Game One of the Stanley Cup Finals between the Kings and New York Rangers is this afternoon at 5 p.m. at Staples Center, one block from the Pico Station shared by the Blue Line and Expo Line. Have fun, Kings fans and welcome to the Best Coast, Rangers fans! Say your respective prayers. We like the Kings in five games.

 

Transportation headlines, Tuesday, June 3

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Metro unveils bold proposal to modernize Union Station (L.A. Times) 

Good overview of some of the details Metro released yesterday on the emerging Union Station Master Plan, which seeks to add an expanded concourse, widened rail platforms, a relocated bus plaza and new development. A community meeting will be held Thursday evening from 6 p.m. to 8 p.m. at Metro headquarters (no RVSP required) in the Board room. Our post from yesterday also has renderings.

Downtown institutions battle over having name on Expo Line station (Downtown News)

The 23rd Street station is near both the Orthopaedic Institute for Children and the Los Angeles Trade-Technical College — and both want their names on the station. The issue will eventually land before the Metro Board of Directors.

L.A. Mayor identifies city’s ‘Great Streets’ (L.A. Times)

Mayor Eric Garcetti this morning is announcing the sections of 15 streets in the city — one in each council district — that are to get an extensive makeover. The city has $800,000 budgeted for the program. Metro has busy bus lines on all the streets, btw, and some sections are near existing or future rail stations.

In related news, an appeal of the MyFigueroa plan by an auto dealer has been withdrawn, according to StreetsblogLA. That should clear the way for pedestrian and cycling improvements on the street, as well as new bus stops.

Park Mile fretting over plan for 48 little houses (Curbed LA)

Another development dispute, this time involving the Farmers Insurance campus on Wilshire Boulevard. It was purchased by the developer CIM who wants to subdivide it and build 48 homes on the site after the insurance workers move to another office. Wilshire is a busy transit corridor, of course, and it will be interesting to see how the homes are designed to fit into the fabric of the existing neighborhood of single-family homes.

Academy to pay LACMA $36 million for movie museum lease (L.A. Times) 

The Academy of Motion Pictures and Sciences will pay the money up front and then have a 108-year lease for its planned museum at the corner of Wilshire and Fairfax. Which is conveniently located near two busy bus corridors and the future Purple Line Extension’s station at Wilshire and Fairfax! LACMA also some big plans for the eastern side of its campus.

Wilshire/La Brea Customer Center closes on June 20 for move to new location

Due to future Purple Line Extension construction, the Wilshire/La Brea Customer Center will be closing and moving to a new location. The customer center will close on Friday, June 20, and reopen at the Red/Purple Line’s Wilshire/Vermont station on Tuesday, July 1. The Lost and Found will relocate and be near the Gold Line’s Heritage Square Station. It will also open on July 1.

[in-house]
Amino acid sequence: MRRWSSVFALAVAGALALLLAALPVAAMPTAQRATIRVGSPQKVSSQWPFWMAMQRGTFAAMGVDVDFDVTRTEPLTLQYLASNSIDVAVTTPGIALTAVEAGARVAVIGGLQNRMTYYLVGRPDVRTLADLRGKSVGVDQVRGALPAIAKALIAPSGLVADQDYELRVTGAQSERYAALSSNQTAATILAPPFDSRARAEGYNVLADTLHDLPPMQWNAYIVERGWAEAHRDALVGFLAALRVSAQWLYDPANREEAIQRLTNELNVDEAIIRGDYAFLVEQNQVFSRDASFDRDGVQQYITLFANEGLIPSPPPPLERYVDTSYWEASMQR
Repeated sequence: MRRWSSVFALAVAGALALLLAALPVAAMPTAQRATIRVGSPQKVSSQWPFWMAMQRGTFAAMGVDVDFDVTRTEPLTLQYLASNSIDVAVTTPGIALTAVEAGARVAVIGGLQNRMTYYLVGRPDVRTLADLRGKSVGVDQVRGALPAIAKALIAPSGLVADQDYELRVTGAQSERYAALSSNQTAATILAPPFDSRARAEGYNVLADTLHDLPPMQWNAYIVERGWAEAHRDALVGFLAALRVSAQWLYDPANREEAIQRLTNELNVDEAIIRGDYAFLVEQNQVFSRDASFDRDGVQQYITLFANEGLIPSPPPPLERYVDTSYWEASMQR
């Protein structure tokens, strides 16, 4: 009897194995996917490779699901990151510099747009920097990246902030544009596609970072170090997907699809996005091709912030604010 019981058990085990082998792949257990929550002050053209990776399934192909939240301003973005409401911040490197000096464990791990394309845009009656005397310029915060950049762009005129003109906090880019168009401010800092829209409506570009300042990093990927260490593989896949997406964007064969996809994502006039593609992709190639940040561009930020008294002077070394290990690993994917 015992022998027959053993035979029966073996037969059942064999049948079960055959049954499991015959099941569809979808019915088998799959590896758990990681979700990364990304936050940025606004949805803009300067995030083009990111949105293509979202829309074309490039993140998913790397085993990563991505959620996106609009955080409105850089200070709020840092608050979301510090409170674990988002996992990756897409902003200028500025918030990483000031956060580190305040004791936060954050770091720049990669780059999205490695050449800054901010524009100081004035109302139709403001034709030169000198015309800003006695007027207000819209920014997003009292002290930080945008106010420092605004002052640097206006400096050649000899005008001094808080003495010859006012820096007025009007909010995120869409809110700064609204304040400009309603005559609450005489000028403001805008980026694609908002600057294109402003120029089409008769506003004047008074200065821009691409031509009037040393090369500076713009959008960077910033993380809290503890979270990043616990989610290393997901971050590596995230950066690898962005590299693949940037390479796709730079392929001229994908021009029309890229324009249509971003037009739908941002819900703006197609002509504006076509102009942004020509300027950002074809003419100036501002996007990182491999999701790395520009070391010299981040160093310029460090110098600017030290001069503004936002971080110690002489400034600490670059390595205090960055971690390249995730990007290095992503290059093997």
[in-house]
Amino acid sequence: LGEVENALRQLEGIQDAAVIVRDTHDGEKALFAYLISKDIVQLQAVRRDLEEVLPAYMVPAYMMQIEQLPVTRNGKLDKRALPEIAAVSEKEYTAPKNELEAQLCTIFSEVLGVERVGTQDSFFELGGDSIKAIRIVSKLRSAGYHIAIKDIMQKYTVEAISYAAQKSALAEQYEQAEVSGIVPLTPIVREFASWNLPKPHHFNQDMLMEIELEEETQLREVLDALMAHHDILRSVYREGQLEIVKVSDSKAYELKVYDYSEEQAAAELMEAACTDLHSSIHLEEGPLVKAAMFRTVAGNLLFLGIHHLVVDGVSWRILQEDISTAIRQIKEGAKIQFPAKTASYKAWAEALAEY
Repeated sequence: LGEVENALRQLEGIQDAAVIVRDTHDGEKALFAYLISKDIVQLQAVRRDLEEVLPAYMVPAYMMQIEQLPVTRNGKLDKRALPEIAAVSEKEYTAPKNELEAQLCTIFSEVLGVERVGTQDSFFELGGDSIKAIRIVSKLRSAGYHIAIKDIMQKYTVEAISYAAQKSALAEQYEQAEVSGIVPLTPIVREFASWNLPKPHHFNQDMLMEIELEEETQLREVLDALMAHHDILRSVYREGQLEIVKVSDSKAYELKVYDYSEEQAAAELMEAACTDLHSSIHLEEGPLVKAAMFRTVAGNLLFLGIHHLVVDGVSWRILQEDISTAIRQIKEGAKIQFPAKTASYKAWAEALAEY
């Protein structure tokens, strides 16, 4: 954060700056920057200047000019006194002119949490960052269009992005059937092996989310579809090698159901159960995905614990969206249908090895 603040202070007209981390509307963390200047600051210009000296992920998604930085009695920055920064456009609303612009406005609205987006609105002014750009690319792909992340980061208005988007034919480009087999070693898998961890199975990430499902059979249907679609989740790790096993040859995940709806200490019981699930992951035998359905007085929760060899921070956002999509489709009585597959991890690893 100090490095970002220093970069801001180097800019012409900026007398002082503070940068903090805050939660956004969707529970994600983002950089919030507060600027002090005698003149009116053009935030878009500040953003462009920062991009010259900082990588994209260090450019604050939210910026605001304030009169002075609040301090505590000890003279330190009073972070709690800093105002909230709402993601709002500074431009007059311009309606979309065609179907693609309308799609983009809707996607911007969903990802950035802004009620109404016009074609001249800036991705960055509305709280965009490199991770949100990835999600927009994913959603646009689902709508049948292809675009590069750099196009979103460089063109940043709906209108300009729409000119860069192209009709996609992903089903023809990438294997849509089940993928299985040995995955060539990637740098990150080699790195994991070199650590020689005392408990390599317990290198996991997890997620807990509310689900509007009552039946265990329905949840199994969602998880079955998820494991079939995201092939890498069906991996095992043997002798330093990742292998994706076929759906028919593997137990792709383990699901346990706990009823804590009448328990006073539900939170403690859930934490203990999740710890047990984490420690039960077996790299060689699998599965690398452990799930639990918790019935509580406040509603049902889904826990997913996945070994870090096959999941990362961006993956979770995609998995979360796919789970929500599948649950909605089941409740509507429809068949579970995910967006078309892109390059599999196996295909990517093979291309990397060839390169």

The new addresses are as follows:

  • Wilshire/Vermont Customer Center: 3183 Wilshire Boulevard, Suite 174, Los Angeles, CA, 90010
  • Heritage Square Station Lost and Found: 3571 Pasadena Avenue, Los Angeles, CA, 90031

Transportation headlines, Monday, June 2

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If you’re a hockey fan and lucky enough to be attending the Stanley Cup Finals on Wednesday and Saturday afternoon, the Pico Station shared by the Blue and Expo Lines is one block from Staples Center. Maps and timetables here.

L.A. is still car crazy and we shouldn’t apologize for that (LA Weekly) 

The essay and reality check by Dennis Romero is in response to a statement in the L.A. Times that L.A.’s love affair with the car is over — a statement that slipped out in response to the Purple Line Extension securing $2 billion from a federal grant and loan. If you consider that more than 80 percent of L.A.’s commuters use vehicles to reach work and the fact that L.A. remains a significant hub of auto imports and design, Dennis has a point :) This is not an anti-transit article, by the way. I like these two graphs:

You needn’t be a Luddite or pig to embrace our love affair with cars, either. Vehicles are evolving at an amazing pace, and you can still be a “car guy” (or girl) and environmentally conscious at the same time.

Don’t get us started on all the rich Westsiders with power-sucking McMansions who think they’re doing their part by driving Priuses. You don’t have to be this kind of hypocrite to dig cars nowadays.